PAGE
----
Modeling polymers --Mesfin Tsige, assistant professor of physics in the College of Science at Southern Illinois University Carbondale, works on a computer model showing how a polymer’s molecules organize on a substrate. Tsige, who recently received a CAREER grant from the National Science Foundation, is working on ways to greatly improve the efficiency of solar cells using certain conducting polymers. (Photo by Tim Crosby) Download Photo Here
July 22, 2009
NSF funds project to boost solar cell efficiency
CARBONDALE, Ill. -- Humans have dreamed for years of harnessing the power of the sun for clean, unlimited energy. And while scientists and engineers have had success, many problems with efficiency and reliability remain.
A researcher at Southern Illinois University Carbondale, however, is investigating new materials that potentially could greatly increase solar cell efficiency and improve a host of existing technologies as well.
Mesfin Tsige (pronounced “Sít-gey”), assistant professor of physics in the College of Science, is looking at electrical conducting polymers and how they might lead to a revolution in solar energy. The polymers -- molecular structures made up of long, repeating structural units -- are mixed with semiconductor quantum dots. They hold many potential efficiency advantages over silicon, the material typically used in solar cells now.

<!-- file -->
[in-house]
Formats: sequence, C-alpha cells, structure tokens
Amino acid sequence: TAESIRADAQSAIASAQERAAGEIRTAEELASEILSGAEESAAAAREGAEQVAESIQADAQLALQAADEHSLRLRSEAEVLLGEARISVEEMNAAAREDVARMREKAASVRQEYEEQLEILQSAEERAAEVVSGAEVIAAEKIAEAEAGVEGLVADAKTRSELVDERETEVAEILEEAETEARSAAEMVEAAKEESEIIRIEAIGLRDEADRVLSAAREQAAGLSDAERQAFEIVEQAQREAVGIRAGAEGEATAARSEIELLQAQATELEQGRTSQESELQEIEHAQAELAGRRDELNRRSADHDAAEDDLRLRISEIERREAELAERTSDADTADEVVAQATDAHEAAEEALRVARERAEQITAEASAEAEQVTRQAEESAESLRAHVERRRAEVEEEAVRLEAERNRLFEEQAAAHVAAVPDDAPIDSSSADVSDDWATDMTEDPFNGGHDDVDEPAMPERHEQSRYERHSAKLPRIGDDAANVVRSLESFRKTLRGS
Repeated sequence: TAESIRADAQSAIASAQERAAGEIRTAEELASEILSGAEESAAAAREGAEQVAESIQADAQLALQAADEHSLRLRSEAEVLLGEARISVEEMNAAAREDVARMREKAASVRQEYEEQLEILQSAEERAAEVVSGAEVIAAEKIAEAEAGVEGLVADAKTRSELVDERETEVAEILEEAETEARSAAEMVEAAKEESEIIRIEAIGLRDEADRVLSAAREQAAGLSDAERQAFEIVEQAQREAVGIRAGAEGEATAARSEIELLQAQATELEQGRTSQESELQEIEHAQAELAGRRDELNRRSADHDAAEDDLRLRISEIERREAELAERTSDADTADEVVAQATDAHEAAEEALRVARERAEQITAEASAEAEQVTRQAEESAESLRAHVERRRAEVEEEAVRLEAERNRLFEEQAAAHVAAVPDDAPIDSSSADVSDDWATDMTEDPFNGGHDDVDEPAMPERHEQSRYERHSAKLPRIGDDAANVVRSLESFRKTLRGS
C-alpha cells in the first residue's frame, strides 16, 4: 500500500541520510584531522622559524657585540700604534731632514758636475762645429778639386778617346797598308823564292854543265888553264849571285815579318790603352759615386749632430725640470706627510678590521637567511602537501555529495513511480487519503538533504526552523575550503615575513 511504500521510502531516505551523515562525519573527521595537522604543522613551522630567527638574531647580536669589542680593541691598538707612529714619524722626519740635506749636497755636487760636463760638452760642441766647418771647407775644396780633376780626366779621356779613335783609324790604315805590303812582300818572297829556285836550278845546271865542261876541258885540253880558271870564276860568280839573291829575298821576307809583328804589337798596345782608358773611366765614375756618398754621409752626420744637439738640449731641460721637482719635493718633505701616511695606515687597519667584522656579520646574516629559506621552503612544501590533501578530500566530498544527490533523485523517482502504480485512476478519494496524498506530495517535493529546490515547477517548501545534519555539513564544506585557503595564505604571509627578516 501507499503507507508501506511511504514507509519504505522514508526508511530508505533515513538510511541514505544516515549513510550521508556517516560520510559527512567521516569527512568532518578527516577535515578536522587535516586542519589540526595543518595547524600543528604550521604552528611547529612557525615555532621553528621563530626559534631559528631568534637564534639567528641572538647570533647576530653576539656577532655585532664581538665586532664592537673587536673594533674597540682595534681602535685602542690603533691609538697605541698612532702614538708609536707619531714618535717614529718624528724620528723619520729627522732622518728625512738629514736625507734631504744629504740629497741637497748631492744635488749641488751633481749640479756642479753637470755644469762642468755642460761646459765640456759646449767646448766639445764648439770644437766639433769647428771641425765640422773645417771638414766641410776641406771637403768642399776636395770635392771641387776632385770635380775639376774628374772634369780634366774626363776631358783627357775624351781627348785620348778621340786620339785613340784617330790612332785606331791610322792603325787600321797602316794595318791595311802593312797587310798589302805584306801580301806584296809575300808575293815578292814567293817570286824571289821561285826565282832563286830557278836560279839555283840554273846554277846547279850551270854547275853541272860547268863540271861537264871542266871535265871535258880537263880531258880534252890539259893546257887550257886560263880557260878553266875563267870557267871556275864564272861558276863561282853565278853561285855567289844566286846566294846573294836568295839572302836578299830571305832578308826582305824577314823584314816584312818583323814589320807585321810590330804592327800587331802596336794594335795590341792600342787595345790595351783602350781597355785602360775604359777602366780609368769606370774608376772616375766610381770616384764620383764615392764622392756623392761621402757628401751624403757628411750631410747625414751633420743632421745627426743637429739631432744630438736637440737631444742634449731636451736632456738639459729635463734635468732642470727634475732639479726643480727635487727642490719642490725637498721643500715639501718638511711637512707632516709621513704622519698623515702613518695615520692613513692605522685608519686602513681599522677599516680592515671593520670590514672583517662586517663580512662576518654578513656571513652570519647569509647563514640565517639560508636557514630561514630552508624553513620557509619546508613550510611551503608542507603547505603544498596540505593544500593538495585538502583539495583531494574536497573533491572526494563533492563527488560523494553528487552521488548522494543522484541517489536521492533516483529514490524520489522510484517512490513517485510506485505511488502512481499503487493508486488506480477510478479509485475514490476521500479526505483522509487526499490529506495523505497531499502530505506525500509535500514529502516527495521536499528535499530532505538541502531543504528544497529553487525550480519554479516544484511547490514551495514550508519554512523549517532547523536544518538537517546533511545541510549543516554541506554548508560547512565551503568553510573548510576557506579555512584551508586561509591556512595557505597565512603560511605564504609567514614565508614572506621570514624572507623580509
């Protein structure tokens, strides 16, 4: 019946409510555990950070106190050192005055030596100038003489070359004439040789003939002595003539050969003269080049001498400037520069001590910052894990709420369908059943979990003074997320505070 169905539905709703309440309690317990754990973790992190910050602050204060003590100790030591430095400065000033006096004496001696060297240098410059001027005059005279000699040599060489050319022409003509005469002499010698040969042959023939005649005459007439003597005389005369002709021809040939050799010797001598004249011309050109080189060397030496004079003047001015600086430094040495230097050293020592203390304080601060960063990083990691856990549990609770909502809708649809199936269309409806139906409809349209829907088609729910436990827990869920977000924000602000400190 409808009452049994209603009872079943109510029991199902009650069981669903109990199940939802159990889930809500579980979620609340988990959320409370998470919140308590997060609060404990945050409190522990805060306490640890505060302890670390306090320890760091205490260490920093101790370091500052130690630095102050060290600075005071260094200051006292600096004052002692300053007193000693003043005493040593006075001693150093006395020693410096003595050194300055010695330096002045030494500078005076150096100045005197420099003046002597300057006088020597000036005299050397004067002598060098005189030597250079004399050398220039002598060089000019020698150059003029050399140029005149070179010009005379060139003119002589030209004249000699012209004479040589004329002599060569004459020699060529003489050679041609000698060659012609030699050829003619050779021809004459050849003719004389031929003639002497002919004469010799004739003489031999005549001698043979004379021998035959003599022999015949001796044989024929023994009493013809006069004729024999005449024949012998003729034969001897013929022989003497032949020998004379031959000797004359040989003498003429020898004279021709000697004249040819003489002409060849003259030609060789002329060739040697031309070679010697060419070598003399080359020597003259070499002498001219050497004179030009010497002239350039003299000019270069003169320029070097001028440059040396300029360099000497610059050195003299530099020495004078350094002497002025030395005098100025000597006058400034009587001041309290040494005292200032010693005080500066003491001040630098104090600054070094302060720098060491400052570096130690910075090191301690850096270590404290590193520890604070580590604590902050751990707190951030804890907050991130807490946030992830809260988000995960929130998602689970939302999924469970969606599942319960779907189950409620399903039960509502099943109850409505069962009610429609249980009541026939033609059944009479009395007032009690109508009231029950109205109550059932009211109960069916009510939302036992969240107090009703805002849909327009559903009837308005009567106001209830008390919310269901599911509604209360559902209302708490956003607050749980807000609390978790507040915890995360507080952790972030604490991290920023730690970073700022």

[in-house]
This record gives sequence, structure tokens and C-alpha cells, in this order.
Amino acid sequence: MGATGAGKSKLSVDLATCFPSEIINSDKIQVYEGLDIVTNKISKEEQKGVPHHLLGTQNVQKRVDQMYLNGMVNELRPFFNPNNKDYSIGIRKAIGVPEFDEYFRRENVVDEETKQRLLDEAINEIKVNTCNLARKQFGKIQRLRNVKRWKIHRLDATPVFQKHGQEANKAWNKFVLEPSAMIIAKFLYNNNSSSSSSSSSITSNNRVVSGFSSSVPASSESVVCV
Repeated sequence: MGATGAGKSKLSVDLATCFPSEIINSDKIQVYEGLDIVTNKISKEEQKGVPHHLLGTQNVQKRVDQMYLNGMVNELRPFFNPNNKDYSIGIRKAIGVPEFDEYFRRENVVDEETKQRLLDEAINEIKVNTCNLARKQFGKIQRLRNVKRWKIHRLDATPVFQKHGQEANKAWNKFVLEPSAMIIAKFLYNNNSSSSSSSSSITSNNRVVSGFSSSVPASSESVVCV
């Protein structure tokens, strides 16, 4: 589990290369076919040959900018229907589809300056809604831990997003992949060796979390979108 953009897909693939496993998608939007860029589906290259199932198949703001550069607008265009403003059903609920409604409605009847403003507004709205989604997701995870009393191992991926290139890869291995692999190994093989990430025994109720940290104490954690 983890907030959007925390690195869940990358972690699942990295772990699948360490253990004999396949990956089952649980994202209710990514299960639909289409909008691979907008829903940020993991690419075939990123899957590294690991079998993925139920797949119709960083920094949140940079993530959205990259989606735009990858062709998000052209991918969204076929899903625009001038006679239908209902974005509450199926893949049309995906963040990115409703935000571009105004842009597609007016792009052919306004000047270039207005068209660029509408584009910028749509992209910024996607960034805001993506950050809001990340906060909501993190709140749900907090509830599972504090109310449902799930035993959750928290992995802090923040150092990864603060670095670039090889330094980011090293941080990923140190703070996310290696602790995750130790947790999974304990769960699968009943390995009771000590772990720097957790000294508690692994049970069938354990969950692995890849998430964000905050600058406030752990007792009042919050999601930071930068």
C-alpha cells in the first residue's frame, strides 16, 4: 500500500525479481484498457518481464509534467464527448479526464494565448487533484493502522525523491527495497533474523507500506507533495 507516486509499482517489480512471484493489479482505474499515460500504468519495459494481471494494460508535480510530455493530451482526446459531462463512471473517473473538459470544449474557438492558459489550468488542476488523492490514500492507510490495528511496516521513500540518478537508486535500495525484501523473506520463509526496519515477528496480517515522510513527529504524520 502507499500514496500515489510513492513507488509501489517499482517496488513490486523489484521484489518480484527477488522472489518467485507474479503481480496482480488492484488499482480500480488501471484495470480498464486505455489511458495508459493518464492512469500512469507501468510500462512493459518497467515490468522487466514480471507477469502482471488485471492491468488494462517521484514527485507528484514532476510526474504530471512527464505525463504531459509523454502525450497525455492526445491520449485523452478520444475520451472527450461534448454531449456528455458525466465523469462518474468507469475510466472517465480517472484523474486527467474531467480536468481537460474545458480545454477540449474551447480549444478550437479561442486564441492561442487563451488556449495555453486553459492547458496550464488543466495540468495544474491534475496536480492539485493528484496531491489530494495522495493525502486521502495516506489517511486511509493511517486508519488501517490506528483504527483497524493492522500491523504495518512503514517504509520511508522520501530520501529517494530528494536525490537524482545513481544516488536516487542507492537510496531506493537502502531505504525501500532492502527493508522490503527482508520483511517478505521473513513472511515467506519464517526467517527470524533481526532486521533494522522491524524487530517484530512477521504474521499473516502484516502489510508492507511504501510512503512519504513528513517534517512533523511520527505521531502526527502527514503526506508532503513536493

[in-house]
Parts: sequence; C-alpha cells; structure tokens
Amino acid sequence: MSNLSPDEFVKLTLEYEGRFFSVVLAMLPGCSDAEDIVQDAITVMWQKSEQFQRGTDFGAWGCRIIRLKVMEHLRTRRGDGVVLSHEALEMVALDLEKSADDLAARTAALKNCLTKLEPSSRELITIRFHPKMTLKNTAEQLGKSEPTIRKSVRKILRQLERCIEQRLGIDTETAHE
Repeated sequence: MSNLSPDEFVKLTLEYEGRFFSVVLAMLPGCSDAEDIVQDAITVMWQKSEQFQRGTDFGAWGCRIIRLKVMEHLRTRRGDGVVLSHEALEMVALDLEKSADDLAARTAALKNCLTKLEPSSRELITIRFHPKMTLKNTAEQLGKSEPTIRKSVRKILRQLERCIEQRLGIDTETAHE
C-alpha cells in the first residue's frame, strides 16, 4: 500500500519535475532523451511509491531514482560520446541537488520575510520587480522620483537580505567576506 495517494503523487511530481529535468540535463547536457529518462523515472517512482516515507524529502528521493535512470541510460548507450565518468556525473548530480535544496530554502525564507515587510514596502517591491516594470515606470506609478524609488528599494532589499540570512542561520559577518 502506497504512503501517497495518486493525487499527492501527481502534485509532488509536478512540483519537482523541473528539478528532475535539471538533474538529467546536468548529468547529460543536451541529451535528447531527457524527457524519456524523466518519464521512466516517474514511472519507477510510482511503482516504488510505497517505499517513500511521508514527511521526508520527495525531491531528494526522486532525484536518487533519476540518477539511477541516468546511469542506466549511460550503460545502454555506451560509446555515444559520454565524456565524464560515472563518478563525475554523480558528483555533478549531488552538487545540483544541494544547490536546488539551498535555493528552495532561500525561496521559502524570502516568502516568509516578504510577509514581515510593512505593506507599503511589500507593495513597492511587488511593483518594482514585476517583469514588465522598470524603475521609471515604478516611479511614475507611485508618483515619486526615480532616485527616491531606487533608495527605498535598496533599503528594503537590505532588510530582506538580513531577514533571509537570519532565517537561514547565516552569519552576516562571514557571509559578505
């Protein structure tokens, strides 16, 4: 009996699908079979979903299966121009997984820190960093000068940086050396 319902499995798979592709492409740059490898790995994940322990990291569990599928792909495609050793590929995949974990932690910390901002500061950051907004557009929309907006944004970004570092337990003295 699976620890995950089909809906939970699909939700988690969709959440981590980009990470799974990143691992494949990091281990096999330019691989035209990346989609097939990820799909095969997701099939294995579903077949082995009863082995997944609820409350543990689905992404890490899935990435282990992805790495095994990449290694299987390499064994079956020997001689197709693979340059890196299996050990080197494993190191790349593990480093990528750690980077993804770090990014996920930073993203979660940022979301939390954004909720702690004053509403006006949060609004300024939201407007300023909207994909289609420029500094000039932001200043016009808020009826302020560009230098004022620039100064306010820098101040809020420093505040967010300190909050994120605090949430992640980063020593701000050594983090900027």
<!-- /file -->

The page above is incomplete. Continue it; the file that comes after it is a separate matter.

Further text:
Using powerful computers both on campus and off, Tsige is examining how different conducting polymers interface with surfaces at various temperatures, and how their molecules organize under such conditions. The way the molecules organize directly impacts the polymer’s electrical and optical characteristics.
Tsige’s work is getting a big vote of confidence from the federal government. Recently, the National Science Foundation awarded him a coveted CAREER grant, which is aimed at establishing promising researchers as they begin their independent research careers. The highly competitive grants pay for research, equipment and personnel, and last a number of years.
Tsige will use the five-year, $432,000 grant to purchase computer equipment, hire graduate assistants and support a visiting summer scholar for three years. He also will fund physics education efforts, including one that involves his sharing his story of success that led him from the backcountry of Ethiopia to universities and government laboratories in the United States.
“I want to share my story of studying physics in Africa and show students here that if they try their best they can be successful,” Tsige said.
Tsige works on computational physics, using computers to simulate and analyze how the dynamics and structure of polymers and liquid crystals change at the interfaces. It takes a lot of computing power, and Tsige routinely uses 20, 40 or even 96 linked processors to model these reactions. The grant will help move that number up to 128, which will provide even more power to simulate the complex dynamics involved. He also will apply soon for computing time on NSF-supported supercomputers, located around the country.
Polymers are part of everyday life, from furniture to carpeting to many computer parts and building materials. The polymers Tsige is working with, however, are among only a handful that will conduct electrons. This is a key characteristic for solar cell construction, which uses different types of nano-scale materials sandwiched together to capture photons from the sun and translate them to electricity.
Tsige is looking at both the basic science and application of these polymers, aiming to find the best methods for creating solar cell materials.